On Tuesday evening the prova generale took place. Being the day before the Palio, the jockeys take care not to push the horses too much in this trial. This prova also features a display by the mounted carabinieri. A formal dinner in each contrada follows the prova generale, and in the competing contrade speeches are made by the priore, capitano and fantino (jockey).

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The mounted carabinieri in the prova generale. Photo by Alessia Bruchi via sienafree.it

On the morning of 16 August – Palio day – the final prova was run and the jockeys were blessed in a mass which took place outside the Palazzo Pubblico. Shortly after this, the drappellone was retrieved from the Duomo and taken to the Comune in another procession of drums and trumpets. In the meantime, each horse was taken into the church of its respective contrada to be blessed in advance of the race.

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The blessing of the horse in the church of the contrada of Selva

The grand event began in the late afternoon. For around two hours, another corteo storico featuring musicians, flag-displays from all the contrade (not just those competing) and the mounted carabinieri paraded around the piazza, with the final circuit before the horse race featuring Sinta’s drappellone pulled on a carriage by four enormous oxen.

After so much build-up and anticipation, it all came down to the horse race. Tensions rose as the starting line-up was determined by a lottery, and the excitement of the horses meant that the line-up had to be disbanded and reformed several times before they were controlled enough to start. The tenth contrada to be drawn from the lottery stands a short distance behind the other horses, and determines when the race starts. This jockey therefore aims to start at the moment that is most advantageous for their own contrada and those it is allied with.

The race, which lasts just some 70 seconds, was this time won by Onda (Wave) – an unexpected victory, and a first-time win for both the horse and jockey. Madness ensued in the piazza, with huge celebrations by Onda and the drappellone victoriously claimed and paraded through the streets, first to the Duomo and then to Onda’s church, carried by a mass of cheering, singing and crying contradaioli.

In the end it was very fitting that Onda should win, as Duprè, to whom the drappellone was dedicated, belonged to the contrada of Onda! Many who congratulated Sinta told her with delight Duprè è tornato a casa – Duprè has returned home.

Onda

Sinta raised aloft in the celebrations in the church of Onda


Ellie Johnson (Communications & Events)

A look back at the June Mostra 2017

In June the BSR saw the third and final Mostra of our 2016–17 programme. Our seven Fine Arts award-holders put together a brilliant exhibition of works produced during the course of their residencies. Here we bring you a selection of Roberto Apa’s fantastic photographs of the Mostra works. You can read more about the practice of each artist by clicking on their name.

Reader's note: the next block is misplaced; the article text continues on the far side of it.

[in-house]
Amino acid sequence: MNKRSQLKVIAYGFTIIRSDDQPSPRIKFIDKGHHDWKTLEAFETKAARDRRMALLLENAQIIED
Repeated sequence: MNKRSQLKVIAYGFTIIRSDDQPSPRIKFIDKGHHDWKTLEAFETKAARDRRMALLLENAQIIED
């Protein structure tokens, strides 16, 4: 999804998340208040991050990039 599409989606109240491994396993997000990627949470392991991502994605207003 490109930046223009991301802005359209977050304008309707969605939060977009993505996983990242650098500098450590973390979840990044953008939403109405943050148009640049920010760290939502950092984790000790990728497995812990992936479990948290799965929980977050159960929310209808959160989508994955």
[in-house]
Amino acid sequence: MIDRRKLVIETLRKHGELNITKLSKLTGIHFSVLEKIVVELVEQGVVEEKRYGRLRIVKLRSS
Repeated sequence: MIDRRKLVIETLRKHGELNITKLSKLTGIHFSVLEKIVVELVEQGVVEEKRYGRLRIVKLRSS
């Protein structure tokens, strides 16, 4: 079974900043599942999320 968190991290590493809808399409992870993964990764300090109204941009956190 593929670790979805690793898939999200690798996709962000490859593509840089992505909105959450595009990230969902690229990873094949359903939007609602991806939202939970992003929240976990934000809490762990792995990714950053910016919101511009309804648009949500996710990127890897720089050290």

The exhibition has been made possible thanks to the support of The Bridget Riley Foundation, the Helpmann Academy, The Incorporated Edwin Austin Abbey Memorial Scholarships, The Linbury Trust, The National Art School, Sydney, and the William Fletcher Foundation.

 

Chris Browne (William Fletcher Foundation Scholar)

Clockwise from top left: Carrara, oil on canvas, 45 x 85 cm; Portrait Study, oil on canvas, 32 x 30 cm; Sub, oil on canvas, 26 x 54 cm.

 

Gary Deirmendjian (National Art School, Sydney, Resident)

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Clockwise from top-left: gripping, lead, 20 x 26 x 16 cm; skull & bones, lead, 30 x 29.5 cm;  classica, lead, 30 x 29 cm; tendency – BSR theatre wall, thread and tape, 975 x 300 cm.

 

Peter McDonald (Abbey Fellow in Painting)

Clockwise from top: Kiss, A4, acrylic and gouache on paper; Volpetti, A4,
acrylic and gouache on paper; Dinner, BSR, A4, acrylic and gouache on paper.

 

Catherine Parsonage (Sainsbury Scholar in Painting & Sculpture)

Clockwise from top-left: Carry me from Garbo’s, Indian ink, pastel, oil pastel on
fabriano paper in perspex frame, 66 x 111 cm; Campari Spring, coloured pencil, pastel, watercolour on fabriano paper in perspex frame, 66 x 111 cm; sticky as an ant, and
shining like a hothouse flower, acrylic on canvas, 85 x 120 cm.

 

Kate Power (Helpmann Academy Resident)

Insidious distance, timber, cardboard, bubble wrap, papier mache, gesso, paint, fabric,
dimensions variable.

 

Catherine Parsonage and Kate Power

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a condition for doing things together, single channel video, 20 mins 11 secs.

 

Sinta Tantra (The Bridget Riley Fellow)

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Tuca Tuca – Spring Time in Rome, tempera on linen, 130 x 180 cm.

 

Vivien Zhang (Abbey Scholar in Painting)

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Bonbon circuit, mixed media on canvas, 122 x 102 cm.


All photos by Roberto Apa

June Mostra 2017 / Meet the artists… Catherine Parsonage

There are still three days left to see the fantastic show put together by our resident artists for the June Mostra! In the final instalment of the Meet the artists blog series, we spoke to Sainsbury Scholar in Painting & Sculpture, Catherine Parsonage, about her residency and how her practice has changed over the course of the past nine months.